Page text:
Ricardo Martínez


Journalist, photographer and video producer. Currently focused on Latin America's untold stories.
Born in Mexico and lived over 10 years in the US –– also Brazil, Chile and Argentina. He has reported on the ground in Brazil, Mexico, Peru, Ecuador, Chile and Bolivia.

Why Is It Legal for Cops to Use Tear Gas on Civilians?

Police spraying tear gas at crowds of peaceful protesters has become an all-too-common sight in Venezuela. But it's actually part of a bigger problem in the Americas: These less-lethal chemical attacks on people's right to life and physical integrity go repeatedly unchecked because there are no clear, enforceable rules.

Americas Quarterly
As Threats to LGBT Brazilians Rise, These Trans Singers Take Center Stage

It's one thing to perform for hundreds of spectators at Salvador, Brazil's world-famous carnaval. It's quite another to take the stage as a transgender woman in a region that has become a focal point of rising violence against Brazil's LGBT community.That reality wasn't lost on trans musicians Assucena Assucena and Raquel Virgínia as they performed in February's carnaval in Pelourinho, Salvador's historic center.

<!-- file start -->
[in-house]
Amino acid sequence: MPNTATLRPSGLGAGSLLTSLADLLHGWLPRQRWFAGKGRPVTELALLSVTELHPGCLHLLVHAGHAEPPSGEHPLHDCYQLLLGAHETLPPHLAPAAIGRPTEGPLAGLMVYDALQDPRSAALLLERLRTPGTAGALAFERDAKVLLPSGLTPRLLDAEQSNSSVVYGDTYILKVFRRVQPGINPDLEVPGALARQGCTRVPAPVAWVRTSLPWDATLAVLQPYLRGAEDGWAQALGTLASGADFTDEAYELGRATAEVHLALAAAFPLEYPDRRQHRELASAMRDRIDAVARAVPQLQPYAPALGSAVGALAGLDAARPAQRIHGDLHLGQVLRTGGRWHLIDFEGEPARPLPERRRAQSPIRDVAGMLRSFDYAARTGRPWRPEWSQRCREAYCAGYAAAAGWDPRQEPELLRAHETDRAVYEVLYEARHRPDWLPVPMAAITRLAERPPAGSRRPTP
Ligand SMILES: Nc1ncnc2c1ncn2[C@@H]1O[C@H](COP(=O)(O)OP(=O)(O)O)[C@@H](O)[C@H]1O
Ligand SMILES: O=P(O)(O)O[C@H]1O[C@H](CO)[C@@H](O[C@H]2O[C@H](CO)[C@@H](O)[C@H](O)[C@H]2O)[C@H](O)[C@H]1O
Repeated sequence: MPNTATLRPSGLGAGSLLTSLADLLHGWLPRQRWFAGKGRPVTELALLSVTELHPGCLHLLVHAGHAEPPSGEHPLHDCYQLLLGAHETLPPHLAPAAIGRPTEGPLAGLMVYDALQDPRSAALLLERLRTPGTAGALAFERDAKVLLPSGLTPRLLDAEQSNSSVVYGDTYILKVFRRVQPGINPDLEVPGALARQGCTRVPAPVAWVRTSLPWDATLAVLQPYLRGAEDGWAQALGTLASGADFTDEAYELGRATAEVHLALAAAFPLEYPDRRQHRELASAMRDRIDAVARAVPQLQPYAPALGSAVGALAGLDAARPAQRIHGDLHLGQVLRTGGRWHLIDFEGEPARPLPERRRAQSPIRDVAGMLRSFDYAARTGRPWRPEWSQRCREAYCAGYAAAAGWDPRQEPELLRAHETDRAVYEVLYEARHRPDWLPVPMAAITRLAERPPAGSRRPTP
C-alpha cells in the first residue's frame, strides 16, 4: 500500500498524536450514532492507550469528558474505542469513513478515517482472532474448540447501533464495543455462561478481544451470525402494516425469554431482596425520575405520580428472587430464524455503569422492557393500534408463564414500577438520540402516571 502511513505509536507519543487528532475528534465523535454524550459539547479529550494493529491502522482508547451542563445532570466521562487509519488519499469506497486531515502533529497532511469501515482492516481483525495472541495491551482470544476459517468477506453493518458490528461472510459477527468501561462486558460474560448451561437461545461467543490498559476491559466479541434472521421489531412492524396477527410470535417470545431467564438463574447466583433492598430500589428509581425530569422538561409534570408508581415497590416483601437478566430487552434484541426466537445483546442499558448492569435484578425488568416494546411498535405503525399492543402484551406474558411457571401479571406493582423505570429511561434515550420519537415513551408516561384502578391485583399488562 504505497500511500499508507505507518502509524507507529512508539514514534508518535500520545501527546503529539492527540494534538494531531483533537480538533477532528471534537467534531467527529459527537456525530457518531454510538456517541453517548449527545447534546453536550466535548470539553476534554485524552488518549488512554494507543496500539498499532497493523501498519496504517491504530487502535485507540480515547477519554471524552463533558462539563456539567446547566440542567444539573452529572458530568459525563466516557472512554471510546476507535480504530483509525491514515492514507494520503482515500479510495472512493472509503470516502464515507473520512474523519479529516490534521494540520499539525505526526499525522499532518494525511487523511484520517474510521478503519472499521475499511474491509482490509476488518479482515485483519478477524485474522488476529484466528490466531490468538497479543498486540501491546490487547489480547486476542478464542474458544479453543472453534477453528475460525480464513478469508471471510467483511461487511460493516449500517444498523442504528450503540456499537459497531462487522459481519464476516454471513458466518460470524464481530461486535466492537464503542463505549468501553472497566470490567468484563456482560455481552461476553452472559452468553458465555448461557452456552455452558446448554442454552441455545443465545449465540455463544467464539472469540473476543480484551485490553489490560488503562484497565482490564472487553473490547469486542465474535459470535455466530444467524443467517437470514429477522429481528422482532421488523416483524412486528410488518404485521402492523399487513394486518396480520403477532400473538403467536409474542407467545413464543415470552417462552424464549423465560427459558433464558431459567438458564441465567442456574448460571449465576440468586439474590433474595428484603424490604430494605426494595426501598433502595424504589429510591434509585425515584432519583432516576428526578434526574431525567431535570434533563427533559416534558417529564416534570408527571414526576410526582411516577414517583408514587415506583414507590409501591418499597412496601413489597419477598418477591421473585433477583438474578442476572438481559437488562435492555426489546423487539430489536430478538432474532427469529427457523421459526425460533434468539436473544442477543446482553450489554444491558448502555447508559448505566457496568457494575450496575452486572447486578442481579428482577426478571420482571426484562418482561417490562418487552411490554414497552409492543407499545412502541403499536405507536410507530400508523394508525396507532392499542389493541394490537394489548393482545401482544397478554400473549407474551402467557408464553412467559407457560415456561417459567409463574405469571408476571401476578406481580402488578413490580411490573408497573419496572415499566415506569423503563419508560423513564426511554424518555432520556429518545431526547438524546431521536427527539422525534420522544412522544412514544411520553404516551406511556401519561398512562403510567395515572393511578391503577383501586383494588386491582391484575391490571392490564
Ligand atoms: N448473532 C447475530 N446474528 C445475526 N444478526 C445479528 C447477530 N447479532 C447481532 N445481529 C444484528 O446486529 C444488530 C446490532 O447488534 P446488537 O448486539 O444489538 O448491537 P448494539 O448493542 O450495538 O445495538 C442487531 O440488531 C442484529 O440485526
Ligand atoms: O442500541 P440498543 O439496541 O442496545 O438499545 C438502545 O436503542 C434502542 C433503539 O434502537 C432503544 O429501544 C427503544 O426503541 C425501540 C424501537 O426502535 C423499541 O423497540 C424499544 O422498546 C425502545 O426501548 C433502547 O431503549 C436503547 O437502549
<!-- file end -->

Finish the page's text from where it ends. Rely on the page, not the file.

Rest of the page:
Public Radio International
With melting glaciers and mining, Bolivia's water is running dangerously low

The rugged Dakar Rally auto race is about to blaze through Bolivia. But to many Bolivians, the timing could not be worse. Thousands of La Paz residents have been protesting these days. Now they're also shouting online with the hashtag #AguaSíDakarNo - "yes to water, no to Dakar."

Public Radio International
Chile's forest fires have been raging for weeks. What caused them?

It started with a burst of flames in the steep Chilean hillsides of Valparaíso, two days after crowds celebrated New Year's. Then flames started popping up farther south. Since then, almost 100 fires have burned hundreds of thousands of acres across the country.

Brazil's Sweet River still runs orange seven months after a massive mining spill | VICE News

Jen had just dozed off for an afternoon nap, while her two young boys played outside her room, when her husband called. He told her to grab the family's most important possessions and run. As they rushed out the door, people were racing and yelling desperately for everyone to go to higher ground because rivers of waste were about to flood the town.

Public Radio International
Mexico loses millions of dollars daily to fuel theft

Mexico is opening up to private gasoline retailers, and a new wave of fuel imported from the United States is expected to follow. But here's a not-so-little problem: Gangs steal a huge amount of gas, and loose law enforcement and corruption let it happen.